• “The Queen and the EU aren’t so very different.” – David Aaronovitch, The Times (£)

> Today: Crispin Tickell on Comment – Cameron and Obama have shown that co-operation on climate change works

Tim Montgomerie: Obama’s Brexit overreach is typical of his arrogance

MONTGOMERIE Tim offical“The timing of his visit, halfway through the EU referendum debate, is no accident. There is a longstanding international understanding that world leaders don’t visit during election campaigns — but such conventions were obviously designed for lesser mortals. Obama has no qualms and the Prime Minister has no shame: he needs every endorsement he can get.” – Tom Montgomerie, The Spectator

  • “On Brexit, Obama speaks for America.” – Anne Applebaum, The Spectator
  • “Bill should become Hillary’s voice of restraint.” – Tim Montgomerie, The Times (£)

Other Referendum news 1) “Simple-minded!” Lord King on the Treasury’s Brexit analysis

“The former governor of the Bank of England has dismissed the Treasury’s ‘simple minded’ assessment of the risks from Brexit. … Lord Mervyn King said the report, which predicted that leaving the EU could cost every houshold £4,300 was an example of the exaggerated rhetoric coming from both sides. … But Lord King said the issues in the referendum battle ‘cannot be reduced simply to the simple-minded level of a cost-benefit analysis’.” – Daily Mail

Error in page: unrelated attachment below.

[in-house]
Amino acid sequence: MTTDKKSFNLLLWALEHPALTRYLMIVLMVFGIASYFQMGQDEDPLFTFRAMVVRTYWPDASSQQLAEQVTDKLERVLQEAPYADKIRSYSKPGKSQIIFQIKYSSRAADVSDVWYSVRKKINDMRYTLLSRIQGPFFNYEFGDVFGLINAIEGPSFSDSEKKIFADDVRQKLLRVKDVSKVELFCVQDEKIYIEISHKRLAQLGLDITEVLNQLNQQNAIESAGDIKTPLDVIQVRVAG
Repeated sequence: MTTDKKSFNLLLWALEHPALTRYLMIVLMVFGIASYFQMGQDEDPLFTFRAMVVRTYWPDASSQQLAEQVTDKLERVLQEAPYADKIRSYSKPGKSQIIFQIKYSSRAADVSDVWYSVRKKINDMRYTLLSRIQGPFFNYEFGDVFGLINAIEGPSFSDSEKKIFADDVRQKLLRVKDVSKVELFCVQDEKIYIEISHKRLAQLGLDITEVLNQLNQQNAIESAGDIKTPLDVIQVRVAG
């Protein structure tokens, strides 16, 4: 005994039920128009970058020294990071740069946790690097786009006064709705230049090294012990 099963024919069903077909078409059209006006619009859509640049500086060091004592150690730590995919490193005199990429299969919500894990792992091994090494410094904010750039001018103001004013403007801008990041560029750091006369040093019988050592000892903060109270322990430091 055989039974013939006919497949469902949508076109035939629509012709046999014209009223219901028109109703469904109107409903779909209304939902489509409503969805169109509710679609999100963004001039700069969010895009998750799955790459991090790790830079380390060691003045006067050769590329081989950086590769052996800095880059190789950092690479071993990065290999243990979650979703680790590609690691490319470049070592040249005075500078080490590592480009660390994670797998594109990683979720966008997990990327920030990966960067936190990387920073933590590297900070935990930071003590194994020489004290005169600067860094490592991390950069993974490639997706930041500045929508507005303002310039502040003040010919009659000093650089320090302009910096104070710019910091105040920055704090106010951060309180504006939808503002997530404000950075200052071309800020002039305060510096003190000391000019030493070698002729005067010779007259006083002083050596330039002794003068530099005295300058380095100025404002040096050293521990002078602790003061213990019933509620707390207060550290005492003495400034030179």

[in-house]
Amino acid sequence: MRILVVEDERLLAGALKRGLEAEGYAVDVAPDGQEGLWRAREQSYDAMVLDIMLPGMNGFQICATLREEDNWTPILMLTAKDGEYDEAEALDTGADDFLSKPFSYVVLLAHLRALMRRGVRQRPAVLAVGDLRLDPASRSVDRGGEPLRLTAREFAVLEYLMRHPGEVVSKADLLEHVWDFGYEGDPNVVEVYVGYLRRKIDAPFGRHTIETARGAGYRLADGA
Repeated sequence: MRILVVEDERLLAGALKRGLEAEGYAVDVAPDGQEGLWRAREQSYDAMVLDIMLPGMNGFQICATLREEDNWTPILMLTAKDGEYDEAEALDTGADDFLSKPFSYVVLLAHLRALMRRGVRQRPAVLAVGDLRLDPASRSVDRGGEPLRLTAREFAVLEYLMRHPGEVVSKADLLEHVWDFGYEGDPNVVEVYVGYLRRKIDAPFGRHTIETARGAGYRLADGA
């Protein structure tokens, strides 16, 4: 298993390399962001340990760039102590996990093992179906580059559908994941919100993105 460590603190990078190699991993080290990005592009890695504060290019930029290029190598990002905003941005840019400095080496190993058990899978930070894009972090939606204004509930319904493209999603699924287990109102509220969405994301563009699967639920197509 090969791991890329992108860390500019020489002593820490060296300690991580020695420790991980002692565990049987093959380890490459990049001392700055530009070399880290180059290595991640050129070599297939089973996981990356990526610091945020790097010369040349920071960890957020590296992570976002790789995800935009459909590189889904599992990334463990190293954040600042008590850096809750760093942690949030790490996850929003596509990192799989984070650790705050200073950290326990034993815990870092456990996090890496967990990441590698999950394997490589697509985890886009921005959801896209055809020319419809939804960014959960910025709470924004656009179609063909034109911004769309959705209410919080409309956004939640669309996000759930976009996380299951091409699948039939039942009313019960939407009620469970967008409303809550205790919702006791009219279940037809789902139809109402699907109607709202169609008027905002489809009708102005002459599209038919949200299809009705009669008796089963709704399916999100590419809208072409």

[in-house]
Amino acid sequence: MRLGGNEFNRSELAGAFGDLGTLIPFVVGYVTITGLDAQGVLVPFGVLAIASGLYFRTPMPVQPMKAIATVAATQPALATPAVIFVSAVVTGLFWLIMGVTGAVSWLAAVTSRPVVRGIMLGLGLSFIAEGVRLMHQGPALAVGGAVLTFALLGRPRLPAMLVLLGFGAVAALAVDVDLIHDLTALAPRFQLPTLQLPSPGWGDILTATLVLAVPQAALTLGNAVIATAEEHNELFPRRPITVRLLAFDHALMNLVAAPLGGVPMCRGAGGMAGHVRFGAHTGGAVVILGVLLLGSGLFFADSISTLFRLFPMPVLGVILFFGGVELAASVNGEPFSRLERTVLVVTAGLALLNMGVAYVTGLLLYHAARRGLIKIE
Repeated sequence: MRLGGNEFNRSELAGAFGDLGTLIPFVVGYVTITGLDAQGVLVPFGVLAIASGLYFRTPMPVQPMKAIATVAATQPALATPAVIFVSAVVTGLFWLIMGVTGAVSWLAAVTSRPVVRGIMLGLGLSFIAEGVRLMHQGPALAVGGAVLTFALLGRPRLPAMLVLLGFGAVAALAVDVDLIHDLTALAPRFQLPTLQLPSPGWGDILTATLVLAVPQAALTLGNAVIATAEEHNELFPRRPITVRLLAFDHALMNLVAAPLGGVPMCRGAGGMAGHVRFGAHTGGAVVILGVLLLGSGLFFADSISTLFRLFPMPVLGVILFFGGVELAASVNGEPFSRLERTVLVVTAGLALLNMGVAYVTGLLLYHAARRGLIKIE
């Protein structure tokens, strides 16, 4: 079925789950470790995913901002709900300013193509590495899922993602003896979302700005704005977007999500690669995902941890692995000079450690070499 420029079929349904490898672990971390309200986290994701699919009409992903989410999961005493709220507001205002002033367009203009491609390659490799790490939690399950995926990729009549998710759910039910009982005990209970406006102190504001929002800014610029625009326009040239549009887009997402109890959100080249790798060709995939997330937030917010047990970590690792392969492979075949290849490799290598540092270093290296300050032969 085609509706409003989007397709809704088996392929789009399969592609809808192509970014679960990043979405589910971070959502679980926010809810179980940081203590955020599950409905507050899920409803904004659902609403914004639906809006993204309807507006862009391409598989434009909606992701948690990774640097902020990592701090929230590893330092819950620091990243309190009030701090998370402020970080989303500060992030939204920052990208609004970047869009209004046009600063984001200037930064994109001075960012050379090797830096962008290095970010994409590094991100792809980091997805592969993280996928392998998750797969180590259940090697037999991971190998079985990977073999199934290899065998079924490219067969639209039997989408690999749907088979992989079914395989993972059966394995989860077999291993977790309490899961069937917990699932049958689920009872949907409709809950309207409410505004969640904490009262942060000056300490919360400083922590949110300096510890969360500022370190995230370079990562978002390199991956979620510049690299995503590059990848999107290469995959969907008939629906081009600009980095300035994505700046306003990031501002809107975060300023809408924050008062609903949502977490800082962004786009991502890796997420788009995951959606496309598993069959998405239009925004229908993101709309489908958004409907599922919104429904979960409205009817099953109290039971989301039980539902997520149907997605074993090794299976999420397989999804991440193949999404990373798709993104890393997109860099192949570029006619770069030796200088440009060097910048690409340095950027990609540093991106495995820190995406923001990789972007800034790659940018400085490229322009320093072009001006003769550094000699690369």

• “By winning the economic argument, the Remain campaign believes it will win the EU referendum.” – George Eaton, New Statesman
  • “Every bad thing in the next nine weeks will be blamed on the ‘threat’ of Britain leaving the EU.” – Sun editorial

Other Referendum news 2) Downing Street accused of gagging Patel

Patel Union Jack“Downing Street was last night accused of ‘gagging’ Jobs Minister Priti Patel as a Brexit row exploded over a shock rise in unemployment. … Ms Patel – the darling of the Brexit campaign – was kept off the airwaves as official figures revealed a 21,000 increase in the jobless rate. … Instead, the pro-EU Work and Pensions Secretary Steve Crabb went on the air and said the economy was suffering from the uncertainty caused by the Referendum.” – The Sun

  • “David Cameron reassured Eurovision fans today by saying Britain will still be in the European Song Contest even if we vote to leave the EU.” – Daily Mail
  • “Another of David Cameron’s closest allies and oldest friends has refused to back his stance on Europe. … Former Downing Street ‘guru’ Steve Hilton told the BBC today he was not ‘going to get into the argument’ on the EU referendum.” – The Sun